How Shadow Of The Colossus’ Colossi Came To Life

By Aria . May 3, 2012 . 2:00pm

What do the graphic designers have to say about creating the Colossi and ancient lands that drew players into the world of the game? The staff discussed this in an extended interview found in the Shadow of the Colossus official guidebook, which has been translated below.

 

The Excellent Effects Behind an Atmosphere So Good it Felt Real

 

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Nakano, were you involved with all of the game’s effects?

 

Nakano: Yes, and there was another guy as well. I got involved in development halfway through, so almost everything Ueda had done was already put together in one place. I was specifically in charge of the special effects that involved characters’ reactions, which used particles, as well as arena fog and bloom.

Kaido: “Particles” are what we call general technology used to express fluidity, such as you find in clouds. The Wander team had a variety of methods and systems at their disposal and went on to create original design tools and environments and use them to express things like gas, liquid, and smoke. They can also be applied to express light and haze.

Ueda: Bloom is the vague glow of the sky, and how it plays off the Colossus in front of you, for example.

Kaido: Aside from that, we’ve have one method for making model animations function, say, and yet another for expressing fog. By combining these, its possible to express even complex animations. In order to decide which technology to use where, members from each section would gather and discuss matters over a meeting.

 

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Were the tools you mentioned around since the development of Ico?

Ueda: Tools were generally handled in the same manner as Ico, but we completely remade them from scratch.

Nakano: Once we made the effects, we kept on simplifying things until they could be displayed on the actual game screen, so I could go so far as to say that the designers were able to do as they liked. Originally, it was conventional for the programmers to implement what we had made, but back then it was a lot of work to convey the idea of the images and movies we were preparing. In Shadow of the Colossus, we were able to omit that step. Because tools and systems were in place beforehand that allowed designers to easily and intuitively implement the image they wanted to convey, the whole operation went very smoothly.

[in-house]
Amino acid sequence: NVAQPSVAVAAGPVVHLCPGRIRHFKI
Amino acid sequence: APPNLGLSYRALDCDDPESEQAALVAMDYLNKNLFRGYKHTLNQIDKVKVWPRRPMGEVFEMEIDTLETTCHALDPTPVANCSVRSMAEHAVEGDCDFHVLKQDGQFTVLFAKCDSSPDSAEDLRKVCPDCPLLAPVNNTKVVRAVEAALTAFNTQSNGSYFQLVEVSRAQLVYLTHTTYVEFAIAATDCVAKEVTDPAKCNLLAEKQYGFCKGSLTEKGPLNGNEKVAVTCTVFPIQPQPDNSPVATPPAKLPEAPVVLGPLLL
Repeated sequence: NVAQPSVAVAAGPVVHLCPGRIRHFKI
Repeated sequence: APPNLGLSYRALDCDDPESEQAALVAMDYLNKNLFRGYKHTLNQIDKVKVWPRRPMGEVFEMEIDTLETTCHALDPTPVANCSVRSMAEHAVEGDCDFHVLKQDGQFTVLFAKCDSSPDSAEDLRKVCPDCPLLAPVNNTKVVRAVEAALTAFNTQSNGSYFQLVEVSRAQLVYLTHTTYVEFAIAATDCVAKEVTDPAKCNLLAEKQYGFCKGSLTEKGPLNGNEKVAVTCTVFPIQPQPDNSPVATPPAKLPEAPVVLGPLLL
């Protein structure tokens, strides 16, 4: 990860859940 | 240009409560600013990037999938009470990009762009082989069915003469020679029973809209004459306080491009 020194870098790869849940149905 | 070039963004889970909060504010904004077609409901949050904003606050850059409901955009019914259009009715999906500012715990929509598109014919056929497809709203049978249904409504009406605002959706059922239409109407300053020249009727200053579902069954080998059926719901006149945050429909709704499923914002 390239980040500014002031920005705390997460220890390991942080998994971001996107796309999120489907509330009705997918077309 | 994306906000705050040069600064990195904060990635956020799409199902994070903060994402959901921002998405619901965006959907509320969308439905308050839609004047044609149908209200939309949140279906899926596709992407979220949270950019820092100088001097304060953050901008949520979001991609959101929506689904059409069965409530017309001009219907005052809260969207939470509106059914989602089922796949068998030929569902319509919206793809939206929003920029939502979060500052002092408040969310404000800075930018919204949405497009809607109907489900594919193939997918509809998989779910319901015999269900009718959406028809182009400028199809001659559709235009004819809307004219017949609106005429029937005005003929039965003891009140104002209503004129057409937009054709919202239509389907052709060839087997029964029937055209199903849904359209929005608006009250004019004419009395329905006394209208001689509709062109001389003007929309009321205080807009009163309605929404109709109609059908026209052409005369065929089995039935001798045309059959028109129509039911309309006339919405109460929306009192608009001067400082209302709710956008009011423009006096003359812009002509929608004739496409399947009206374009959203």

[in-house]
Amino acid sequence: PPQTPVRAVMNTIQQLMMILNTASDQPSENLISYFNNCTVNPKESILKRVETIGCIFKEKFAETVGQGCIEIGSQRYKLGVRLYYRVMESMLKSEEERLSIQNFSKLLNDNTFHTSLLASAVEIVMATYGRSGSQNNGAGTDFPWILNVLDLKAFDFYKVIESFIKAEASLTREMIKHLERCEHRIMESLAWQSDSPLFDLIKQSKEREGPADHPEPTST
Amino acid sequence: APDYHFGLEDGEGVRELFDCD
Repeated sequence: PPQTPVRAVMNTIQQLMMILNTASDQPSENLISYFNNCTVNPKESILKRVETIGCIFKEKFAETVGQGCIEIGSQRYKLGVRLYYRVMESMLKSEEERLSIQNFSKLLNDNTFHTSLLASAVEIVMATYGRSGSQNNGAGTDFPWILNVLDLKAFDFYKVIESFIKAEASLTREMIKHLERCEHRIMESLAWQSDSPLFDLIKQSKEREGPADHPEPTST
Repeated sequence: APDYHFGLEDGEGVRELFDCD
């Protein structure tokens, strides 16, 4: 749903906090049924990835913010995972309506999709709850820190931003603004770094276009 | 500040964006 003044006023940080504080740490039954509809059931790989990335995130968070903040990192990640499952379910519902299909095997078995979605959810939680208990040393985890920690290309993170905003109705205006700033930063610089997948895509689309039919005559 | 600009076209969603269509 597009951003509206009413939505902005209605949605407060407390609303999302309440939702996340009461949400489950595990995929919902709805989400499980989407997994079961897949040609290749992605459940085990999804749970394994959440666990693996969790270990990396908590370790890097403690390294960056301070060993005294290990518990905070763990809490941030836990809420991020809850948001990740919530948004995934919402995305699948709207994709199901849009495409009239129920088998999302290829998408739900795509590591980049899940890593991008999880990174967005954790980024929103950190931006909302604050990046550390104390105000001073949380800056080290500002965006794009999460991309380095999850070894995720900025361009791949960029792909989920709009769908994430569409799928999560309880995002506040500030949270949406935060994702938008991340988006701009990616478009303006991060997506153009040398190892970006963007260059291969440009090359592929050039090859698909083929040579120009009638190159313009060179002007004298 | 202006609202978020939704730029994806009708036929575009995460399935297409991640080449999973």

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Was there anything you created that you paid special attention to?

Nakano: As with Ico, the world is really atmospheric. As you might expect, even within Ueda’s image of the game, the atmosphere was emphasized. It isn’t noticeable, but the game had that sense of atmosphere right from the start. Because there was a lot of atmosphere conveyed by things that were made prior to us working on the game, we kept them in mind and used those as a base. Considering the wide variety of games that boast very light fog and a low bloom level, I’d been wondering what would happen with a game that had even less fog and more bloom. That’s when I got involved with Shadow of the Colossus, and I was able to pour all my effort into the project.

Ueda: Most of the effect work consisted of impossible requests made right before the deadline. [laughs]

 

 

The wind, rain, and thunder effects seem like the real thing.

Nakano: The last Colossus arena had three different effects, so it was fun to create.

Niwa: The atmosphere really improved once we put the effects in. It was like “Whoa, it’s [totally different!” Originally, that area had really nice weather. [laughing]

Ueda: Some people thought the end result was too dark, however.

 

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A storyboard for the game’s opening

 

The Animations That Breathed Life into the Models

 

 

Agro’s animations looked very lifelike.

Fukuyama: At Ueda’s suggestion, our team went horseback riding for a day to get some actual experience. Poor animations underwent countless retakes.

Tanaka: I think it can be interesting when a horse doesn’t want to listen to you.

Ueda: Originally, Agro was less inclined to listen to your commands. For example, if you were galloping along and suddenly attempted to reign in, Agro would resist you two or three times. Practically speaking, however, it got annoying, so we gave up on that idea.

 

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Is Agro a boy?

Ueda: A girl.

Fukuyama: That’s the first time I’ve heard him say that outright. [laugh] I always felt she was female, but Ueda never came out and said so.

Ueda: Regardless of gender, I felt it was best to give players the sense that her center of gravity wasn’t fixed. She supports her heavy body on such spindly legs, but you can’t help but feel that she’s got a lot of strength.

Fukuyama: We stuck with our initial image right till the end. Her running animation was redone countless times. We were ordered to widen her pace, and no matter how many times we redid it, we were still unsuccessful. You’d often hear “Give it here!” and someone else would take over. [laugh]